When putting your story on the page, did personal boundaries change? For example, before I got very sick, I’d never imagined taking a fecal test. And for sure I never thought I’d share that information with other people. Ironically, I never gave a second thought to collecting my dog’s poop for the veterinarian to examine. 

Actually living with illness probably changed me more than writing the story of living with illness. The illness changed me, and because I was not alone in this experience, I felt I had to talk about things I might once have kept very private. Illness takes what is calcified and careful inside you and drives you to talk more frankly — with more sense of life’s burning realities! In that sense, it also elicits intense conversation. As I told my own story — out of need — other people started telling me about their suffering, in ways I would never have guessed at. Realizing how many of us carry the burden of pain or illness changed me, too.

Chronic illness, especially when there is an absence of diagnosis and symptoms intensify, brings one closer to feelings of dying. Susan Sontag was obsessed with death, yet not resigned to it. At 71, she underwent an adult stem-cell transplant with a minuscule chance of success. What kept you going during the worst of your illness?

I’m very stubborn, a quality I inherited from my Irish American father. He had a vivid sense of right and wrong; in particular, he hated when a dominant cultural narrative had the effect of silencing some real but uncomfortable aspect of human experience. What kept me going when I was most sick was a conviction that something was wrong — not just with me but also with a society that was silencing millions of patients like me and you.

I talked to dozens of people who had difficulty getting diagnosed or having their illnesses recognized as “real.” And yet we medicalize all sorts of behaviors and facets of experience. For God’s sake, there is a medical term for “ice-cream headache”! But it seemed no one had a biological explanation for the fatigue I felt, or medical interest in what my brain fog meant. It was quite odd to see how often doctors psychologize the subjective experience of illness, especially when the patient testifying about her problems is a woman. Yet huge numbers of people with conditions like mine were not getting diagnosis in a timely way; they were being dismissed or turned away by doctors.

Today, I do have good days along with bad ones. But millions of people never do. I can remember just how debilitating that was, and my heart goes out to them. It is a profound form of suffering to live in a society that turns away from your pain, rendering it invisible.

Since your book now exists as a resource for others, how do you see yourself navigating the potential outpouring from readers seeking more information and guidance?

I wrote this book to be in conversation with others and, yes, to serve as a resource. Perhaps others will add to this discussion in their own ways. My goal was to address major issues I experienced, including a sense of shame I felt about the need for recognition of my illness, or the times I felt dislocated from myself and even alienated from others, including my partner. I have the desire to personally help anyone who emails me! Since that is not possible, though, I remind myself that, as you say, the book is the object I’ve been able to share, the one real contribution I can make.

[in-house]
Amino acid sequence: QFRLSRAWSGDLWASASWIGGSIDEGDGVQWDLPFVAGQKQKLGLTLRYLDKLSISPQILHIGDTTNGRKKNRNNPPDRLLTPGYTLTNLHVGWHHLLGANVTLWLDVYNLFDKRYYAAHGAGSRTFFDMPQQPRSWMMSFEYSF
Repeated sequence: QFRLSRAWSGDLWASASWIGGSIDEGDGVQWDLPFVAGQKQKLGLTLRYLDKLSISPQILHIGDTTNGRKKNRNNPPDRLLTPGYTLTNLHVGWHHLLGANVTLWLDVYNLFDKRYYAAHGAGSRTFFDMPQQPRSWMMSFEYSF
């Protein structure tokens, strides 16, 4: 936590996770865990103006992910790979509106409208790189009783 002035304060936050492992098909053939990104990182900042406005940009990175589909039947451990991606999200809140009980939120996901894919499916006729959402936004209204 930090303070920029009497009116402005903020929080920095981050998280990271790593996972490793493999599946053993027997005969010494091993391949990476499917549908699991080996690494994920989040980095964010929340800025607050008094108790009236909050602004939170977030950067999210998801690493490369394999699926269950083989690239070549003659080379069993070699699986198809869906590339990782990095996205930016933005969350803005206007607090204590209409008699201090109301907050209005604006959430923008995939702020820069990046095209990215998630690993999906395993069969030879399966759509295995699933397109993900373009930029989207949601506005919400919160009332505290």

The book’s second epigraph, from the philosopher Alasdair MacIntyre, speaks to the issue of co-authorship: “We are never more (and sometimes less) than the co-authors of our own narratives.” What does that quotation mean to you? 

We are never isolated when we are sick. Our sickness is shaped by the society around us as much as by our biology. And autoimmune diseases are on the rise in developed Western nations, it appears, in no small part because of social changes — changes to the environment, our increasing use of chemicals, changes we have made to food production. So, the sick person is not the only author of her narrative. Her illness experience is shaped by policy, by her own expectations, and by the way that others see her and her disease.

Has writing this book changed you as a writer?

Yes, it has! But how? I can’t exactly say. I do have the sense of having finished a task that long seemed impossible. I’m not saying that the book fully accomplishes what I wanted it to do but just that, for a long time, I thought maybe I couldn’t do it. So, some pride and sense of accomplishment come with that. But the questions also arise: Will I ever have a story I so urgently need to tell again? What comes after the project that consumed me for almost a decade, a huge part of my life? I don’t know! Right now, I’m just writing riffs and notes.

What books would your friends be surprised to find on your bookshelf?

Hmm, maybe some murder mysteries and Twilight.


Yvonne Conza’s writing has appeared in LongreadsThe BelieverElectric LiteratureLARBBomb MagazineAGNIThe RumpusJoyland MagazineBlue Mesa ReviewEx/Post, and elsewhere. London’s Dodo Ink and Scotland’s Epoch Press have included her work in the 2021 anthologies Trauma: Art as a response to Mental Health and Aftermath.

LARB Contributor

Yvonne Conza’s writing has appeared in LongreadsThe BelieverElectric Literature, LARB, BOMB Magazine, AGNI, The RumpusJoyland MagazineBlue Mesa ReviewEx/Post and elsewhere. London’s Dodo Ink and Scotland’s Epoch Press have included her work in their respective 2021 anthologies Trauma: Essays on Art & Mental Health and Aftermath.


LARB Staff Recommendations

Did you know LARB is a reader-supported nonprofit?

LARB publishes daily without a paywall as part of our mission to make rigorous, incisive, and engaging writing on every aspect of literature, culture, and the arts freely accessible to the public. Please consider supporting our work and helping to keep LARB free.